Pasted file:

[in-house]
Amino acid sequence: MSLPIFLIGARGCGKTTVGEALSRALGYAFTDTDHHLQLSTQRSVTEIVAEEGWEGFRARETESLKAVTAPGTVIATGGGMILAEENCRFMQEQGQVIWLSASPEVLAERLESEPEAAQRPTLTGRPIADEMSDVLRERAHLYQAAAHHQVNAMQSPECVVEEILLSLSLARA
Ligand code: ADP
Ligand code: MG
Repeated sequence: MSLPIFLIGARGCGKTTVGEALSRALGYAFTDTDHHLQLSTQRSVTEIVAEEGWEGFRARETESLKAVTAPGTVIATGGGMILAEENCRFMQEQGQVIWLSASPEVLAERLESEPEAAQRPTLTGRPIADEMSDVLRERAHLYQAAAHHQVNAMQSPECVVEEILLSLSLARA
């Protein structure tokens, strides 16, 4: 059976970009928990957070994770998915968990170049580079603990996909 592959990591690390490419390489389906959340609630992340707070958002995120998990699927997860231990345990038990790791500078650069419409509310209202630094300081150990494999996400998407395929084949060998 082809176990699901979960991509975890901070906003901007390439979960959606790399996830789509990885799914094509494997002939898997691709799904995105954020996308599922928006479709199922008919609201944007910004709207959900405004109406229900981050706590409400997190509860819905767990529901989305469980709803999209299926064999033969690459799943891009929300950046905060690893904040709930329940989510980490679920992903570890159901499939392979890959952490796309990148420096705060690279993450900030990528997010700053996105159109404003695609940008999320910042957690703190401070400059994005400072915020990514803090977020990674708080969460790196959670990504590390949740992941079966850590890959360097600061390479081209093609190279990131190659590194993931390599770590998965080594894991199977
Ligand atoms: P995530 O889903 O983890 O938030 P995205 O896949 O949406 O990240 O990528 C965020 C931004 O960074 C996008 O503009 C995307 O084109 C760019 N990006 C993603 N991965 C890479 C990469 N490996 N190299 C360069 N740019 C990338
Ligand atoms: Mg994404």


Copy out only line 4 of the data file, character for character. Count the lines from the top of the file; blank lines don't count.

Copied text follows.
Ligand code: MG